Setup is simple. You can either mount the soundbar on the wall (all the brackets and screws are in the box) or place it on a flat surface – there are rubber pads fixed to the bottom for the latter. The sub and soundbar are paired at the factory so there’s no need to do it manually.
Operating the Panasonic SU-HTB527, however, is a pain. The problem is that you have to rely on blinking lights to know what inputs, sound modes and formats are selected. And when you want to change settings, you have to hold down certain combinations of buttons, which are easy to forget – keep the manual close at hand. Hopefully you won’t have to fiddle about with the settings too often.
It’s not helped by the small and awkward-to-hold remote, but at least the buttons are sparse and clearly labelled. There are dedicated controls for the subwoofer volume, which is hugely helpful, joined by buttons for volume, input selection and mute.
None of this is a great hardship, but it lacks the sophistication and convenience we expect from today’s AV products. Just putting an LED display on the front would make life much easier.
The Panasonic SU-HTB527 does an excellent job with movies, blaring out a loud, powerful sound that will rock your world if you’re making the step up from a plain old TV.
With a full blooded movie like Avengers Assemble, it delivers action sequences with satisfying muscle and makes effects sound swift and snappy.
At the movie’s climax, when Loki and his army swoop on New York, buildings are smashed up with a forceful crunch and there’s a deep thud when Hulk shoulder barges the huge spacecraft.
Meanwhile, lasers zap around the surprisingly wide soundstage, giving the impression of scale and immersion. That sense is augmented by 3D Sound, which doesn’t quite replicate the effect of rear speakers but makes the stage more expansive.
Amid the carnage, the Panasonic SU-HTB527 projects dialogue with impressive clarity and resolves a reasonable amount of high-frequency detail, resulting in an open sound. We’re not talking audiophile levels of refinement, but it’s not bad.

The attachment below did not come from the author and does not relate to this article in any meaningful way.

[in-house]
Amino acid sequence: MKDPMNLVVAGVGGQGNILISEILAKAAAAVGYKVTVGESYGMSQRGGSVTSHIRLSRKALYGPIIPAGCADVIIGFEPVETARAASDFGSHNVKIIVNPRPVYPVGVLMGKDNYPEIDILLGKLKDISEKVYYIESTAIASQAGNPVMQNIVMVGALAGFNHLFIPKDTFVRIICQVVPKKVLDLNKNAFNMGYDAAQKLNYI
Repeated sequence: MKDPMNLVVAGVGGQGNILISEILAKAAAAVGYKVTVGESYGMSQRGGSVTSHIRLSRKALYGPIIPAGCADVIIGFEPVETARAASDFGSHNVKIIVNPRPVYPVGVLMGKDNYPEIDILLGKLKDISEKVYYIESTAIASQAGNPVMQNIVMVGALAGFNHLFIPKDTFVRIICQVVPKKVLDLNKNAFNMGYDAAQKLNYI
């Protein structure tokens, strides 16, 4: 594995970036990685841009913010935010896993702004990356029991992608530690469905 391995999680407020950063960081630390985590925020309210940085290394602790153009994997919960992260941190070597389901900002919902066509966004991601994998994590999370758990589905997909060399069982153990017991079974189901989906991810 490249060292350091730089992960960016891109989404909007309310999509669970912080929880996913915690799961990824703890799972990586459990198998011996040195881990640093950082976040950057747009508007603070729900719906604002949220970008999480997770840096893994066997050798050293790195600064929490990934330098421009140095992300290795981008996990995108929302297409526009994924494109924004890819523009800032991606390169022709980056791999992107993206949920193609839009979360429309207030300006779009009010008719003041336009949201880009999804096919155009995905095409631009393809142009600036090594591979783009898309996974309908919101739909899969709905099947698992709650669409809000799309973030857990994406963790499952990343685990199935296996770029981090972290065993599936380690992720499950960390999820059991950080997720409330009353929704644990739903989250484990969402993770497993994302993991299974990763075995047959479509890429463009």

Just a couple of blots on the copybook – the subwoofer’s bass can sound flabby and overpowering with its volume turned up too high, swamping the soundstage. It also lacks the agility and punch of a dedicated sub, but when adjusted correctly it rumbles happily without drawing undue attention to itself.
The other issue is that the soundbar can sound brash and raspy with excessively loud sounds – screeching or roaring creatures in particular – which gets worse at louder volumes, but it’s not a deal-breaker.
The Panasonic SU-HTB527 is a simple but likeable soundbar, bringing powerful sound into your living room without fuss or clutter. It’s discreet and stylish, and the wireless sub means that cables are kept to a minimum.
It’s light on features, though, with no Bluetooth and limited sockets, plus aspects of the operating system are clumsy – we expected more from a £300 product.
But if you can see past that, then its impressive performance might make it feel like money well spent – particularly if you’re upgrading from TV speakers.
Read more: Best soundbars to buy